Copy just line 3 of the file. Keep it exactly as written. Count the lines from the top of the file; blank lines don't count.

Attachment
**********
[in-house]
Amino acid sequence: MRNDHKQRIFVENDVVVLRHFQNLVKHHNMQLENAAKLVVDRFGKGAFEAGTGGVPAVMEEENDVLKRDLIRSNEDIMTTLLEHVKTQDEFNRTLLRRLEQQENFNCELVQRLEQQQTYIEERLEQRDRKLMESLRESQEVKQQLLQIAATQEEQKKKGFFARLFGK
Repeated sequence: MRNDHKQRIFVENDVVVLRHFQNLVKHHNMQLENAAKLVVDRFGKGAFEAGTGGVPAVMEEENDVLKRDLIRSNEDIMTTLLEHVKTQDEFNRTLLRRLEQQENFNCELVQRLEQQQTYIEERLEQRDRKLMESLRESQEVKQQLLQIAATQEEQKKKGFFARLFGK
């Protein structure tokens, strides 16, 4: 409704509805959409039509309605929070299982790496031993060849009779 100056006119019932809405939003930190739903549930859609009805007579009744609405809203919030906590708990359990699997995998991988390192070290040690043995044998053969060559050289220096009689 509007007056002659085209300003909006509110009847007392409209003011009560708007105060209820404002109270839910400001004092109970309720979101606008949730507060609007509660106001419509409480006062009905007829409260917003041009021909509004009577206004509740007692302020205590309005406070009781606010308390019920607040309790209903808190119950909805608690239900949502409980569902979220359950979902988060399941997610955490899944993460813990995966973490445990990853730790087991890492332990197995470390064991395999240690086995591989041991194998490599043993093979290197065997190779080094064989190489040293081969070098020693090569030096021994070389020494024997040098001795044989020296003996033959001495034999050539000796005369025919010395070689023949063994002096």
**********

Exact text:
Repeated sequence: MRNDHKQRIFVENDVVVLRHFQNLVKHHNMQLENAAKLVVDRFGKGAFEAGTGGVPAVMEEENDVLKRDLIRSNEDIMTTLLEHVKTQDEFNRTLLRRLEQQENFNCELVQRLEQQQTYIEERLEQRDRKLMESLRESQEVKQQLLQIAATQEEQKKKGFFARLFGK